Looking at these devices from Google’s perspective, the company has a good reason for its #MadeByGoogle hashtag—to deliver high-performance hardware that enables Google’s services.

Google Home: Google Home pictured to the left in the photo below is an attractive, vase-shaped personal assistant that doubles as a streamed music sound system. Somewhat like Amazon’s Alexa, it can answer direct questions based on the 70 billion entries in Google’s knowledge graph ranked internet sites and interface with home control systems to, for instance, turn on lights when asked. It can also conversationally clarify a request for action, such as call an Uber.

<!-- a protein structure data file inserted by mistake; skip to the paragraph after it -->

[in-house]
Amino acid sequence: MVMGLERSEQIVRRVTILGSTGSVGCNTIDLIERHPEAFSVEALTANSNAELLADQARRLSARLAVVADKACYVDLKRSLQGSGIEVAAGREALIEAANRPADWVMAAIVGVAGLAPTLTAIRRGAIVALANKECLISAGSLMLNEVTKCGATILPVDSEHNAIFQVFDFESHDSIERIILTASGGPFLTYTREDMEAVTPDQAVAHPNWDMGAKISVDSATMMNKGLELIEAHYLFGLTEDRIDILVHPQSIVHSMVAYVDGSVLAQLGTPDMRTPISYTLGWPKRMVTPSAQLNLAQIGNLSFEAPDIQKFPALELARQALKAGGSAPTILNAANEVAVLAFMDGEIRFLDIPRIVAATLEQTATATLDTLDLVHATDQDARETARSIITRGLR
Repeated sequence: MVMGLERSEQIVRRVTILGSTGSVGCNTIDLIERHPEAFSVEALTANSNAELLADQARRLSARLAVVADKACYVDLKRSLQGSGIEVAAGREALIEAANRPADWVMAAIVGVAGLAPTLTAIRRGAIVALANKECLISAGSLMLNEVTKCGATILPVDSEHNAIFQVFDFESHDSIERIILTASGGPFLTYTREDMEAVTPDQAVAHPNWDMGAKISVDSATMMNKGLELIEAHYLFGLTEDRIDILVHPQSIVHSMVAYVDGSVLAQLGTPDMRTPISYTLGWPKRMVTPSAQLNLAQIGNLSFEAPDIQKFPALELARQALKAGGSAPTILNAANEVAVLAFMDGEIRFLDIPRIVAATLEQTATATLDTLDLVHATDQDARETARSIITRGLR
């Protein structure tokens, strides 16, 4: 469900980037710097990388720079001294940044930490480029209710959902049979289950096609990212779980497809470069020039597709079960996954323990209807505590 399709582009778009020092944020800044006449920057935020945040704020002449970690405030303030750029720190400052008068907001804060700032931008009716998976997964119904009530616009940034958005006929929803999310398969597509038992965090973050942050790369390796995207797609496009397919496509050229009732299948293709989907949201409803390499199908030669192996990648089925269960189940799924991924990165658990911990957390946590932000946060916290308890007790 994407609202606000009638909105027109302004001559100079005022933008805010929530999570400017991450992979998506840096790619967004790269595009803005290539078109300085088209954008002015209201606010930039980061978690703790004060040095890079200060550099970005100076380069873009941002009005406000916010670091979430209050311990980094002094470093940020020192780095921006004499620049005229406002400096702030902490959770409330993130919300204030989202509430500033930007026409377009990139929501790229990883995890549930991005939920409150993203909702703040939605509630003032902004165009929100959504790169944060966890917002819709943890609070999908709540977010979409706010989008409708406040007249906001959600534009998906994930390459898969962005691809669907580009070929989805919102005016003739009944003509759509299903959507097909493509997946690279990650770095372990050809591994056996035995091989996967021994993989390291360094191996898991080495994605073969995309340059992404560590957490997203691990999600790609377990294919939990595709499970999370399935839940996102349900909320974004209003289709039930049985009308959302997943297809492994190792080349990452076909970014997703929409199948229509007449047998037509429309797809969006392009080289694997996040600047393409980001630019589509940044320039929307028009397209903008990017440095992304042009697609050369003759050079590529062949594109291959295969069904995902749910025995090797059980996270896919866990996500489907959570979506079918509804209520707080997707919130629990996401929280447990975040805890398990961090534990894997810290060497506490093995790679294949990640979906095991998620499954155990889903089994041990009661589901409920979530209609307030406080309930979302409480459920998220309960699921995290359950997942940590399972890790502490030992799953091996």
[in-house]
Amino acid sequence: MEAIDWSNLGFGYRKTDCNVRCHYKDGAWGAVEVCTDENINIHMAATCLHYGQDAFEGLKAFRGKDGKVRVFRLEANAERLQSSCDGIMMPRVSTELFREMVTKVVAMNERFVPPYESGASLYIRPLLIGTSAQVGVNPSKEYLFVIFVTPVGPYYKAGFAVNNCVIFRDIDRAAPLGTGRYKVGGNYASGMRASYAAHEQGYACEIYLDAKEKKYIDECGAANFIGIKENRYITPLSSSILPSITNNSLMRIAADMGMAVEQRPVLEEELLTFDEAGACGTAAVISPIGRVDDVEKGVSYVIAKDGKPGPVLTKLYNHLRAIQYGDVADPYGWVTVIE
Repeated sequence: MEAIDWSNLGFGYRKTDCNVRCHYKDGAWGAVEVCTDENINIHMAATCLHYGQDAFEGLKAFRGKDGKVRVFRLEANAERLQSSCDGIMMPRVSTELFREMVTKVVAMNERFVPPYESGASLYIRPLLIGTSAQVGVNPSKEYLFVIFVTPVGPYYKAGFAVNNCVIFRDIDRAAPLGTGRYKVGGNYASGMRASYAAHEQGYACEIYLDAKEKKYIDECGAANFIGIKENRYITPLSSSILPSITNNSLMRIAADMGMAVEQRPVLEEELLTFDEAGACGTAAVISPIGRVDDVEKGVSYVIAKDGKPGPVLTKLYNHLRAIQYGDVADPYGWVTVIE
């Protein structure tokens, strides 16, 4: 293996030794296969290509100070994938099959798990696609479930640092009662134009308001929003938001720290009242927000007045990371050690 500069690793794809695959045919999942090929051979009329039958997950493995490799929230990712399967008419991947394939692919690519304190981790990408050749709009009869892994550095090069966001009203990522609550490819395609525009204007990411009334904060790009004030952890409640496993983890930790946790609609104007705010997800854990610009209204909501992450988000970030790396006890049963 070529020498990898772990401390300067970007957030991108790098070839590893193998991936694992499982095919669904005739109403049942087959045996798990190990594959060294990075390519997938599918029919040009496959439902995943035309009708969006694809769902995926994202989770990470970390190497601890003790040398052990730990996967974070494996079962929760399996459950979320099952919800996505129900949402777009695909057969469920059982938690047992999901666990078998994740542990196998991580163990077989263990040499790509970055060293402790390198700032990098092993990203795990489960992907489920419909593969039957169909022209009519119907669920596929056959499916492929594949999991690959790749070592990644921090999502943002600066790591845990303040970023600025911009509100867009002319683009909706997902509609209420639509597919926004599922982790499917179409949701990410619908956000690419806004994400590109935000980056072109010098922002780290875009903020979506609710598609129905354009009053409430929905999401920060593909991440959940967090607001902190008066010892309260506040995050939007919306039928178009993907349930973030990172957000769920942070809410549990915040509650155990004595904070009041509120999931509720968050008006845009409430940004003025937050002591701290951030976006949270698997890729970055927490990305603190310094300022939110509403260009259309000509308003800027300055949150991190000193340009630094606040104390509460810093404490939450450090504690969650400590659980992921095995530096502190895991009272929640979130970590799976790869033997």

Plus, it is the front end to machine learning systems in Google’s cloud to conversationally interact with users. Google Home has to be responsive, understand what a user said, filter noise from the background, and with very low latency, send the user’s part of the conversation to Google’s cloud for interpretation and a response.

google products 2

Google Home is powered by Google Assistant, which also was demonstrated on the new Pixel phone. Peeling away the layers, there are public machine learning APIs that let independent developers create their own Google Assistant app. And finally, underneath all of the layers is the embedded Google Assistant software developer kit (SDK), due to for release next year, that lets other consumer hardware makers build Google Assistant features into their products.